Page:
United States

Accounting treatment of software development costs

FINANCIAL REPORTING INSIGHTS  | 

Many entities develop software that will either be used internally or sold to others. The primary subtopics in the Financial Accounting Standards Board's Accounting Standards Codification (ASC) that must be considered when determining the accounting treatment for the related software development costs are ASC 985-20, Software – Costs of Software to be Sold, Leased, or Marketed, and ASC 350-40, Intangibles – Goodwill and Other – Internal-Use Software. ASC 985-20 is applicable to costs incurred to develop or purchase software to be sold, leased or otherwise marketed as a separate product or as part of a product or process, while ASC 350-40 is applicable to costs incurred to develop or obtain software solely to meet an entity's internal needs and for which no substantive plan exists or is being developed to externally market the software. The application of the guidance in ASC 985-20 versus ASC 350-40 can result in significantly different accounting treatments for these costs. As a result, it is important for entities to ensure they are following the appropriate guidance.

In many cases, it is quite clear which of these ASC subtopics should be followed. However, the question often arises with respect to whether ASC 985-20 or ASC 350-40 should be applied to the software development costs incurred by entities that develop software and provide access to or host the software through the internet (i.e., software as a service (SAAS)) rather than transferring possession of the software to the customer. The answer to this question hinges on whether the related revenue arrangements entered into by these entities include a software element within the scope of ASC 985-605, Software – Revenue Recognition. A software element within the scope of ASC 985-605 exists in SAAS arrangements only if the following criteria are met: (a) the customer can contractually take possession of the software during the hosting period without a significant penalty and (b) the customer can feasibly either run the software itself or contract with another party unrelated to the entity to host the software. If these criteria are met, the SAAS arrangement includes a software element and the related software development costs are within the scope of ASC 985-20. In practice, however, these criteria are not met very often in SAAS arrangements. As a result, the related software development costs would typically be within the scope of ASC 350-40 because the software is considered to be for the entity's internal use to provide a service to the customer.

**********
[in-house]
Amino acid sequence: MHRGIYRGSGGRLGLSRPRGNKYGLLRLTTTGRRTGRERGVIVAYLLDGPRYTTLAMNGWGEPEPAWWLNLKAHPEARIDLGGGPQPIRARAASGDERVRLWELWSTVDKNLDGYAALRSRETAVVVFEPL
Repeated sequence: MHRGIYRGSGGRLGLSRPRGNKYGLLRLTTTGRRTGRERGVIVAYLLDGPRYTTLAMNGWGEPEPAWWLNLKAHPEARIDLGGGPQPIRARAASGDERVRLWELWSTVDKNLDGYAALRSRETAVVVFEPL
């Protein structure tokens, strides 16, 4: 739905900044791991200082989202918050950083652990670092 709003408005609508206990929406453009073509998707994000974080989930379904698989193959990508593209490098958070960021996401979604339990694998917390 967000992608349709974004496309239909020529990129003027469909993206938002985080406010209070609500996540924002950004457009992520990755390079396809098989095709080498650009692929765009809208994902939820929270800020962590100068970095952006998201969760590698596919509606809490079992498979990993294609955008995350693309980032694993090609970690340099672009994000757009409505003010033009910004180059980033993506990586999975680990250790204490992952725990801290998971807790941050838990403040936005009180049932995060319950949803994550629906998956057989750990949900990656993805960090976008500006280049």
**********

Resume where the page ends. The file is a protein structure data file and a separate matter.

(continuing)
Note that in many situations, an entity may not have entered into any revenue arrangements for software under development. In other words, the entity is incurring software development costs before it enters into any revenue arrangements that include the software. To properly account for the software development costs in these situations, an entity must determine whether it expects future SAAS arrangements to include a software element (based on applying the criteria in the preceding paragraph). Furthermore, if an entity concludes that any of its future revenue arrangements relating to the software under development will include a software element, all related software development costs would be within the scope of ASC 985-20. This is because ASC 350-40 only applies if the software is (or will be) used solely for internal purposes.